(HOST) Many of us will welcome home college students this week for the Thanksgiving holiday. Some of them will undoubtedly weigh more than when they left a few months ago as they’ve piled on the dreaded Freshman 15 – the weight-gain many college students experience in their first semester. But commentator Rachel Johnson says that our kids’ experiences can teach us a thing or two as well.
(JOHNSON) I remember the Freshman 15 all too well from my own student days. During my first week as a student at Penn State, I realized that I could eat as many glazed doughnuts as I wanted, and nobody, including my mother, could tell me “no.” The independence was liberating, but the consequence of my poor choices was not.
So I wasn’t surprised when the subject of campus weight-gain came up last August with my son Ben and his girlfriend, Heidi, who was setting off to Montana for college. She’s a runner with healthy food habits. She told me, “I’m resigned to it. I think putting on weight my first semester is inevitable.”
She may be right. One study showed that, during the first two years of college, 70 percent of students gained an average of nine pounds. Although the “15” may be an exaggeration, most new students do gain weight.
What’s going on in the utopian world of the ivory towers?
Some of the blame lies in unlimited food offerings in college dining halls. In order to compete for the best and the brightest, most universities provide all-you-can-eat buffets with serve-yourself soda fountains and make-your-own sundae bars.
All-you-can-eat food results in the “buffet syndrome”: the greater the variety of food we are presented with, the less likely we are to tire of the taste and curb our eating. In one study, people ate 15 percent more when offered three shapes of pasta compared to when they had only one.
Frequent late-night snacking is another cause of weight gain in college freshmen – midnight pizza and subs are the traditional downfall. Alcohol also likely plays a role. When I asked my college-age sons about student weight issues, they quickly agreed on the culprit: beer.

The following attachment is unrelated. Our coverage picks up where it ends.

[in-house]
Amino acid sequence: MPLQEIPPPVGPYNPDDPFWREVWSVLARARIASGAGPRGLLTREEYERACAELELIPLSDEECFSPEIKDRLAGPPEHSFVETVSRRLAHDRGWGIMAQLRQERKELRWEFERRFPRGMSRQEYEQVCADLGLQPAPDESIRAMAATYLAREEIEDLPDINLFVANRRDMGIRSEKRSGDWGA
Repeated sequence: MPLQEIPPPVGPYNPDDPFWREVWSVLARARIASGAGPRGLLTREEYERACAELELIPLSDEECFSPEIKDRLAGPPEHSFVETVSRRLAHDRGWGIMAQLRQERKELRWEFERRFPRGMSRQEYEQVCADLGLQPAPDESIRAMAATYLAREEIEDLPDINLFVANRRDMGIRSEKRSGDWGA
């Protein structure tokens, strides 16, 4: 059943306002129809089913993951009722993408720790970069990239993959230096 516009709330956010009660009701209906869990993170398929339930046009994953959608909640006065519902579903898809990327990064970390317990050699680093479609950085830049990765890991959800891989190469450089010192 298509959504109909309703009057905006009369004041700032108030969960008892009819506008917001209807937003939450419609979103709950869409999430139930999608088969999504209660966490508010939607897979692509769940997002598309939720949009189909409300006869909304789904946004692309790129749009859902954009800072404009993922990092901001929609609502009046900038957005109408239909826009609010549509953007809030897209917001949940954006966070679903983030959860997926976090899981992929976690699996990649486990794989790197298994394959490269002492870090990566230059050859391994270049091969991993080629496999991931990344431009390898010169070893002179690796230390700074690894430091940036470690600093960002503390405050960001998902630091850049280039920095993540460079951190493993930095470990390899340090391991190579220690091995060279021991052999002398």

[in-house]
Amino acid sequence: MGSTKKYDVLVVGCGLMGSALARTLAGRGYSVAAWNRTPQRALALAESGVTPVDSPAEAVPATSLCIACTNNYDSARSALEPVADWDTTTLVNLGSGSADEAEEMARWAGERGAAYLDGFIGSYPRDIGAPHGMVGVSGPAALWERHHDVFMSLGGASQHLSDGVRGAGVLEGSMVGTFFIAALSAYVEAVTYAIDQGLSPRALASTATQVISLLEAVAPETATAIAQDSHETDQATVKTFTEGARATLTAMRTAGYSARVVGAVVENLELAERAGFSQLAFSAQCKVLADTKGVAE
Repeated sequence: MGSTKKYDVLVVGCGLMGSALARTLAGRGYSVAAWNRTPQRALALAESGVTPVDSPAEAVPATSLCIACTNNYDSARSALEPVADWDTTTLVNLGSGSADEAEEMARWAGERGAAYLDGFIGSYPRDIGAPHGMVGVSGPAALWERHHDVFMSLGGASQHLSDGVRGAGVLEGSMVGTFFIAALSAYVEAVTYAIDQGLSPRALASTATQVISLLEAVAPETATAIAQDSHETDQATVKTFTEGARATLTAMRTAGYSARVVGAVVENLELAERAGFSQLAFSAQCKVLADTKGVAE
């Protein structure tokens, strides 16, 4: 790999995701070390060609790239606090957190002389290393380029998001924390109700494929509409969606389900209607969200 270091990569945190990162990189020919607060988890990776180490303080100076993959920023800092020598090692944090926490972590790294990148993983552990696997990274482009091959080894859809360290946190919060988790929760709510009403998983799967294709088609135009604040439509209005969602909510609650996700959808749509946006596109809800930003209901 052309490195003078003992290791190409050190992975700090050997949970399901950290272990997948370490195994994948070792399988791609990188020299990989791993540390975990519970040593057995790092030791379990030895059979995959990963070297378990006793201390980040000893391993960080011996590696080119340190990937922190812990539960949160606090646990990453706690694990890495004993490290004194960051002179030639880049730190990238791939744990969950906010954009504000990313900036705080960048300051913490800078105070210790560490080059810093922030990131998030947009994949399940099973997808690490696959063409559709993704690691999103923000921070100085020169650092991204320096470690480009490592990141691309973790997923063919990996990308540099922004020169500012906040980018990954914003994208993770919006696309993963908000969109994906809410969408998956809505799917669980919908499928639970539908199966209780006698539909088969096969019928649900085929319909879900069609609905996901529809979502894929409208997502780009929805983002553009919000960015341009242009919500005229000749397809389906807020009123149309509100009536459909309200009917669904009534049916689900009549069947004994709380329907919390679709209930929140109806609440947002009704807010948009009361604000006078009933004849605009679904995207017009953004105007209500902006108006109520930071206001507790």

There is hope for avoiding the seemingly inevitable weight gain. In one study researchers used the fact that people who weigh themselves regularly are often more successful at losing weight or maintaining a healthy weight. A group of freshman students weighed themselves every morning and entered the results on a website. The students received immediate feedback in the form of a weight-trend graph, giving them a sense of whether they were gaining or losing. Amazingly, the students who weighed themselves regularly had zero weight gain, while the control group with no intervention gained four to seven pounds.
Weight gain happens to most of us at some time in our lives. But it’s important to remember that we have control over whether those pounds stick. Party buffets, pot-luck gatherings and alcoholic cheer at the holidays can tempt us to pile our plates high – and calories even higher. Keep in mind that all of these holiday hazards can create pitfalls. Heidi has been smart all semester about avoiding the extras in the dining hall and enjoying lots of outdoor activity. We’re counting the days until she comes home, and we can’t wait to see her!
I’m Rachel Johnson of Colchester.
Nutritionist Rachel Johnson is Dean of the College of Agriculture and Life Sciences at UVM and an advisor to Eating Well magazine.